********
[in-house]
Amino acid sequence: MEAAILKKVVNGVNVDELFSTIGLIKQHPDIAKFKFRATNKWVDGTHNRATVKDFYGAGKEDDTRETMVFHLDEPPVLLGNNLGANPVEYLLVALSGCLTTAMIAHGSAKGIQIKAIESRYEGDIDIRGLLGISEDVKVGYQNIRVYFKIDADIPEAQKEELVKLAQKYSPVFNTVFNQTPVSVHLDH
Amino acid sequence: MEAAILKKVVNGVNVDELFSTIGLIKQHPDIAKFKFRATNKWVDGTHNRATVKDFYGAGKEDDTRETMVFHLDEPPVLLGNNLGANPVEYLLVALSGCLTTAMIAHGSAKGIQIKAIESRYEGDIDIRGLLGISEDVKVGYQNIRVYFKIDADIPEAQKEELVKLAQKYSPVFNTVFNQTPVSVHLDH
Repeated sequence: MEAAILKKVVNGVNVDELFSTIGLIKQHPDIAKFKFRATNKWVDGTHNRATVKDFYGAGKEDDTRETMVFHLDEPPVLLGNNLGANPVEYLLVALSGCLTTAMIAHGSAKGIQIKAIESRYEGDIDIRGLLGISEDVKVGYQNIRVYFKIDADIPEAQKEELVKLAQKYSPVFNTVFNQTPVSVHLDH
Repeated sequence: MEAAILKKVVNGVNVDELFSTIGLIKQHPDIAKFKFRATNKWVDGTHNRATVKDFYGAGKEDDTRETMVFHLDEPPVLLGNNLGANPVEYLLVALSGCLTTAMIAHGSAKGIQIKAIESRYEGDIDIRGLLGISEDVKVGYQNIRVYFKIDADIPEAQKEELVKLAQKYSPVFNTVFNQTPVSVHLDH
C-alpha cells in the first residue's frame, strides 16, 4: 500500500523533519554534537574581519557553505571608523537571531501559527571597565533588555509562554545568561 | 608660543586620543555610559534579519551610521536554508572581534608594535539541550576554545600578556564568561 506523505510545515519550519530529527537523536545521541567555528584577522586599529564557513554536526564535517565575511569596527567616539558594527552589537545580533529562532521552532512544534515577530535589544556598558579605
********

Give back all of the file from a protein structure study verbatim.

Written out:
[in-house]
Amino acid sequence: MEAAILKKVVNGVNVDELFSTIGLIKQHPDIAKFKFRATNKWVDGTHNRATVKDFYGAGKEDDTRETMVFHLDEPPVLLGNNLGANPVEYLLVALSGCLTTAMIAHGSAKGIQIKAIESRYEGDIDIRGLLGISEDVKVGYQNIRVYFKIDADIPEAQKEELVKLAQKYSPVFNTVFNQTPVSVHLDH
Amino acid sequence: MEAAILKKVVNGVNVDELFSTIGLIKQHPDIAKFKFRATNKWVDGTHNRATVKDFYGAGKEDDTRETMVFHLDEPPVLLGNNLGANPVEYLLVALSGCLTTAMIAHGSAKGIQIKAIESRYEGDIDIRGLLGISEDVKVGYQNIRVYFKIDADIPEAQKEELVKLAQKYSPVFNTVFNQTPVSVHLDH
Repeated sequence: MEAAILKKVVNGVNVDELFSTIGLIKQHPDIAKFKFRATNKWVDGTHNRATVKDFYGAGKEDDTRETMVFHLDEPPVLLGNNLGANPVEYLLVALSGCLTTAMIAHGSAKGIQIKAIESRYEGDIDIRGLLGISEDVKVGYQNIRVYFKIDADIPEAQKEELVKLAQKYSPVFNTVFNQTPVSVHLDH
Repeated sequence: MEAAILKKVVNGVNVDELFSTIGLIKQHPDIAKFKFRATNKWVDGTHNRATVKDFYGAGKEDDTRETMVFHLDEPPVLLGNNLGANPVEYLLVALSGCLTTAMIAHGSAKGIQIKAIESRYEGDIDIRGLLGISEDVKVGYQNIRVYFKIDADIPEAQKEELVKLAQKYSPVFNTVFNQTPVSVHLDH
C-alpha cells in the first residue's frame, strides 16, 4: 500500500523533519554534537574581519557553505571608523537571531501559527571597565533588555509562554545568561 | 608660543586620543555610559534579519551610521536554508572581534608594535539541550576554545600578556564568561 506523505510545515519550519530529527537523536545521541567555528584577522586599529564557513554536526564535517565575511569596527567616539558594527552589537545580533529562532521552532512544534515577530535589544556598558579605